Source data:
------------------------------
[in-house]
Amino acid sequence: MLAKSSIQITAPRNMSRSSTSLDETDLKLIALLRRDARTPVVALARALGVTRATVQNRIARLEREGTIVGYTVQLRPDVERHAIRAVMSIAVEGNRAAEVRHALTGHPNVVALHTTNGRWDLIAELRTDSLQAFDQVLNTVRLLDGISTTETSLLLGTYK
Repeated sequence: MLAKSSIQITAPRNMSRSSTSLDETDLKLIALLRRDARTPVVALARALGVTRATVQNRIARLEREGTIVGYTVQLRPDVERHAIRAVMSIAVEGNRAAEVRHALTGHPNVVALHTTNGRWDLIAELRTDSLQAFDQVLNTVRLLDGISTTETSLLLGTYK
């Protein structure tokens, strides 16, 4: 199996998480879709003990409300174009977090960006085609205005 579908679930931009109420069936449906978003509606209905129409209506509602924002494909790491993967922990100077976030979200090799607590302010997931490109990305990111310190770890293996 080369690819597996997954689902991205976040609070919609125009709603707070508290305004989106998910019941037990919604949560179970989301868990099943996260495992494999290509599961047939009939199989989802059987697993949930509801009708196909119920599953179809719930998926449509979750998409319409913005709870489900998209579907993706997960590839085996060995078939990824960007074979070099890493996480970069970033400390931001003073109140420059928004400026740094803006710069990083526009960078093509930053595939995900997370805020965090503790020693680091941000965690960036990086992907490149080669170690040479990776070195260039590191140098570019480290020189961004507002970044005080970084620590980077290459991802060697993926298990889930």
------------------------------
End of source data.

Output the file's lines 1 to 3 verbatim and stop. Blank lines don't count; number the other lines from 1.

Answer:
[in-house]
Amino acid sequence: MLAKSSIQITAPRNMSRSSTSLDETDLKLIALLRRDARTPVVALARALGVTRATVQNRIARLEREGTIVGYTVQLRPDVERHAIRAVMSIAVEGNRAAEVRHALTGHPNVVALHTTNGRWDLIAELRTDSLQAFDQVLNTVRLLDGISTTETSLLLGTYK
Repeated sequence: MLAKSSIQITAPRNMSRSSTSLDETDLKLIALLRRDARTPVVALARALGVTRATVQNRIARLEREGTIVGYTVQLRPDVERHAIRAVMSIAVEGNRAAEVRHALTGHPNVVALHTTNGRWDLIAELRTDSLQAFDQVLNTVRLLDGISTTETSLLLGTYK